Let’s keep it this way; if you want something to be done, how about trying to show respect and generosity; also, correct your grammar if you want to talk technicalities. If things at Lexus and Toyota are really as bad as we think, do you really think your bashing is going to make them want to help you? They’ve already been through enough embarrassment; they can just ignore you.

  • tom wittmann

    To. WorldofLuxury

    1) It is cheap to argue with faulty grammar when it is obvious that English is not my first language!!

    2) As you state correctly TOYOTA will not change their ways because of anything we may write, this is valid for any blog. Therefore, following your criteria, any discussion of the issues would be useless, and so this and any other similar blog should disappear!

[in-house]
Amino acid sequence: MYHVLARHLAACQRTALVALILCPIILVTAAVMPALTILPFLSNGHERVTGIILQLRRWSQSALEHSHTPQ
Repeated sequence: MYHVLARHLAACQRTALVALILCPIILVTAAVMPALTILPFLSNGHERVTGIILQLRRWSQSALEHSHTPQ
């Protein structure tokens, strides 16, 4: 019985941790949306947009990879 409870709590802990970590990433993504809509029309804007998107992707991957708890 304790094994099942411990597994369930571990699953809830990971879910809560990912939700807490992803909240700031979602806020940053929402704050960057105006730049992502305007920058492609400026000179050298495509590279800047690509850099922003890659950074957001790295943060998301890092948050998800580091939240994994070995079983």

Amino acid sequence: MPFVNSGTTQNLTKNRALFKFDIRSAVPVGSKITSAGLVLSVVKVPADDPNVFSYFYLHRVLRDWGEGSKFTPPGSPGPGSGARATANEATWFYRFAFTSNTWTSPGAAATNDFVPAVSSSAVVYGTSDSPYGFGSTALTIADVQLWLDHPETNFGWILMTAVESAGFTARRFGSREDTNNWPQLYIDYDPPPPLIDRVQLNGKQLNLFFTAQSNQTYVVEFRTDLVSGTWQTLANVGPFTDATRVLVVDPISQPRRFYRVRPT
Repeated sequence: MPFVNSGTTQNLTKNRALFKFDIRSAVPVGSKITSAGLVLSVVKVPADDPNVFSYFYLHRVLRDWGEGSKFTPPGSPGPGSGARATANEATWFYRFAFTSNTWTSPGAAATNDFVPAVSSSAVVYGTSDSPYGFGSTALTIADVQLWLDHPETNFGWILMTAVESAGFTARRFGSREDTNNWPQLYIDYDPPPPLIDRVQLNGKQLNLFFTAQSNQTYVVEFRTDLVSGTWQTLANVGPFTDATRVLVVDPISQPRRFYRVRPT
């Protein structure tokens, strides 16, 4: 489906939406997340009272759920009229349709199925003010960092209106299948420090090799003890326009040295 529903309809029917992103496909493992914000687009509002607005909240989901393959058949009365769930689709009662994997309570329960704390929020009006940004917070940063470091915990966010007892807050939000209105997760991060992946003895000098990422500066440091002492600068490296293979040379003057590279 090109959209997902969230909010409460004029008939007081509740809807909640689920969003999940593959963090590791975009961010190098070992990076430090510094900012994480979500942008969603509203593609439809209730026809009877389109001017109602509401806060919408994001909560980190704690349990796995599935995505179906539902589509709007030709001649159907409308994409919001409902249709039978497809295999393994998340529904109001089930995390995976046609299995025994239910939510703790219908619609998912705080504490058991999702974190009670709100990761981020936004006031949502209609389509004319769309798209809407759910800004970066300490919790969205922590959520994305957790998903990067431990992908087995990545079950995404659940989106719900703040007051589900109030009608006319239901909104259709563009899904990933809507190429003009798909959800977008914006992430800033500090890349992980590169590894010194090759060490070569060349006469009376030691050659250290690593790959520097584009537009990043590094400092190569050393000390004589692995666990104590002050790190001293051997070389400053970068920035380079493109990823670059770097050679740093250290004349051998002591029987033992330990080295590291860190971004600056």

3) As I see that very few persons are participating in the discussion, I will comply with your desire and walk away. Anyway, reading your post, I am not sure why you are a LRXUS (or TOYOTA) enthusiast!

  • 4tD

    @tom wittmann:

    I hope you were not led to that think we were in any way attacking you, and you have my apologies if any of my arguments were offensive to you. In a way, I guess we are somewhat deluded by our bias.
    By the way, what is your first language?